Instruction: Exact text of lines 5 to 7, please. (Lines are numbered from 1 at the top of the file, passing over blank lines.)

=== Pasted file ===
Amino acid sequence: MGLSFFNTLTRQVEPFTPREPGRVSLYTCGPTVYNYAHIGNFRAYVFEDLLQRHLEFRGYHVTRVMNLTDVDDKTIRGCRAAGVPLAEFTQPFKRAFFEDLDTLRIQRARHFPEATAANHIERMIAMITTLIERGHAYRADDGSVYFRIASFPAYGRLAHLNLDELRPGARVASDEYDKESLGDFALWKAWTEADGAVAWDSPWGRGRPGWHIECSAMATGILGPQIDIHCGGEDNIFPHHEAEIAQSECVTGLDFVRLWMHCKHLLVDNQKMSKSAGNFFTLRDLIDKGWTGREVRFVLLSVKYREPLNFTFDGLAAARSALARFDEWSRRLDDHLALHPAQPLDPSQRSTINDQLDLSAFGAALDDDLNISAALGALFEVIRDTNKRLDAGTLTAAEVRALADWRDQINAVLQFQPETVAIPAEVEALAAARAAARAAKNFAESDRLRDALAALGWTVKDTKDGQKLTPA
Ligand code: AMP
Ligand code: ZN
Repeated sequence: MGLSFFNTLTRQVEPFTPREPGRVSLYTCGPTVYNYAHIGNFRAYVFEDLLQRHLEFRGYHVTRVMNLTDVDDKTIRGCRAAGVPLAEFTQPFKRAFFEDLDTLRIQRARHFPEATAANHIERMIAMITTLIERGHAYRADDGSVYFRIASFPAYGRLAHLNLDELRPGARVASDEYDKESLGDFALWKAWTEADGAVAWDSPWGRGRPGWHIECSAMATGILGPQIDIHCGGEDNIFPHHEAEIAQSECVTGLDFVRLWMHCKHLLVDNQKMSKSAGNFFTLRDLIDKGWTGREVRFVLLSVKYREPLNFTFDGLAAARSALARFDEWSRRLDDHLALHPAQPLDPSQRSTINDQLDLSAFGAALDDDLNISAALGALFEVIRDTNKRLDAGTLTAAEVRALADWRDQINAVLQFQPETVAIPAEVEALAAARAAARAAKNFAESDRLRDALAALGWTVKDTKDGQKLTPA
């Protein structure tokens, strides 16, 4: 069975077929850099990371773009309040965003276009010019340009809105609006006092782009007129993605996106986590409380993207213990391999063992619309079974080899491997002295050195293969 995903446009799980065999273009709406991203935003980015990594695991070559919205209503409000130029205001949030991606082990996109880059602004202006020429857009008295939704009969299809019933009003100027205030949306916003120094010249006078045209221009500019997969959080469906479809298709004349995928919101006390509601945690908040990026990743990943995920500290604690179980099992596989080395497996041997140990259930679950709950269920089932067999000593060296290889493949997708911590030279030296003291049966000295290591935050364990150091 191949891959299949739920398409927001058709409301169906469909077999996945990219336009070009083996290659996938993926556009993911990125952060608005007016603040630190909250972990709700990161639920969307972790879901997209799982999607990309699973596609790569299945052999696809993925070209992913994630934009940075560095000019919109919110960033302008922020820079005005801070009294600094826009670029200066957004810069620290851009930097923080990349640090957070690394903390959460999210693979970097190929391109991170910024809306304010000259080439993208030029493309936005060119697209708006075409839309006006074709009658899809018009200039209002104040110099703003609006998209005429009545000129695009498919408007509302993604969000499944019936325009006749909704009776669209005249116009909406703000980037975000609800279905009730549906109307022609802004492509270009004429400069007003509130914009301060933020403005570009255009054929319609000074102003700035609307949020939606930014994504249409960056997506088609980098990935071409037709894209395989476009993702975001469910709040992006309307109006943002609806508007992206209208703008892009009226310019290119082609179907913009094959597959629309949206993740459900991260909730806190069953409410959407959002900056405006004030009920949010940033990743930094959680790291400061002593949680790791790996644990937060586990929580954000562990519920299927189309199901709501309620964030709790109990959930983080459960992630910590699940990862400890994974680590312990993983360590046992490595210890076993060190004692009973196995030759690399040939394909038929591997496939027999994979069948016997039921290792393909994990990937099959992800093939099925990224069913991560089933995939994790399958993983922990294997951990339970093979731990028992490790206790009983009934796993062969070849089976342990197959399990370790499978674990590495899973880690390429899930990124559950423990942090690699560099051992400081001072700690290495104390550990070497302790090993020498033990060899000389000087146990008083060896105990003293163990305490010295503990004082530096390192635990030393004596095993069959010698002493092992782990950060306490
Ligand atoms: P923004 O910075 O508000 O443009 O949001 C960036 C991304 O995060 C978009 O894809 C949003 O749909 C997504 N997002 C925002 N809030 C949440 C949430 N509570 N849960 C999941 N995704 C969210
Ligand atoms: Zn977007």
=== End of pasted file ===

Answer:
């Protein structure tokens, strides 16, 4: 069975077929850099990371773009309040965003276009010019340009809105609006006092782009007129993605996106986590409380993207213990391999063992619309079974080899491997002295050195293969 995903446009799980065999273009709406991203935003980015990594695991070559919205209503409000130029205001949030991606082990996109880059602004202006020429857009008295939704009969299809019933009003100027205030949306916003120094010249006078045209221009500019997969959080469906479809298709004349995928919101006390509601945690908040990026990743990943995920500290604690179980099992596989080395497996041997140990259930679950709950269920089932067999000593060296290889493949997708911590030279030296003291049966000295290591935050364990150091 191949891959299949739920398409927001058709409301169906469909077999996945990219336009070009083996290659996938993926556009993911990125952060608005007016603040630190909250972990709700990161639920969307972790879901997209799982999607990309699973596609790569299945052999696809993925070209992913994630934009940075560095000019919109919110960033302008922020820079005005801070009294600094826009670029200066957004810069620290851009930097923080990349640090957070690394903390959460999210693979970097190929391109991170910024809306304010000259080439993208030029493309936005060119697209708006075409839309006006074709009658899809018009200039209002104040110099703003609006998209005429009545000129695009498919408007509302993604969000499944019936325009006749909704009776669209005249116009909406703000980037975000609800279905009730549906109307022609802004492509270009004429400069007003509130914009301060933020403005570009255009054929319609000074102003700035609307949020939606930014994504249409960056997506088609980098990935071409037709894209395989476009993702975001469910709040992006309307109006943002609806508007992206209208703008892009009226310019290119082609179907913009094959597959629309949206993740459900991260909730806190069953409410959407959002900056405006004030009920949010940033990743930094959680790291400061002593949680790791790996644990937060586990929580954000562990519920299927189309199901709501309620964030709790109990959930983080459960992630910590699940990862400890994974680590312990993983360590046992490595210890076993060190004692009973196995030759690399040939394909038929591997496939027999994979069948016997039921290792393909994990990937099959992800093939099925990224069913991560089933995939994790399958993983922990294997951990339970093979731990028992490790206790009983009934796993062969070849089976342990197959399990370790499978674990590495899973880690390429899930990124559950423990942090690699560099051992400081001072700690290495104390550990070497302790090993020498033990060899000389000087146990008083060896105990003293163990305490010295503990004082530096390192635990030393004596095993069959010698002493092992782990950060306490
Ligand atoms: P923004 O910075 O508000 O443009 O949001 C960036 C991304 O995060 C978009 O894809 C949003 O749909 C997504 N997002 C925002 N809030 C949440 C949430 N509570 N849960 C999941 N995704 C969210
Ligand atoms: Zn977007």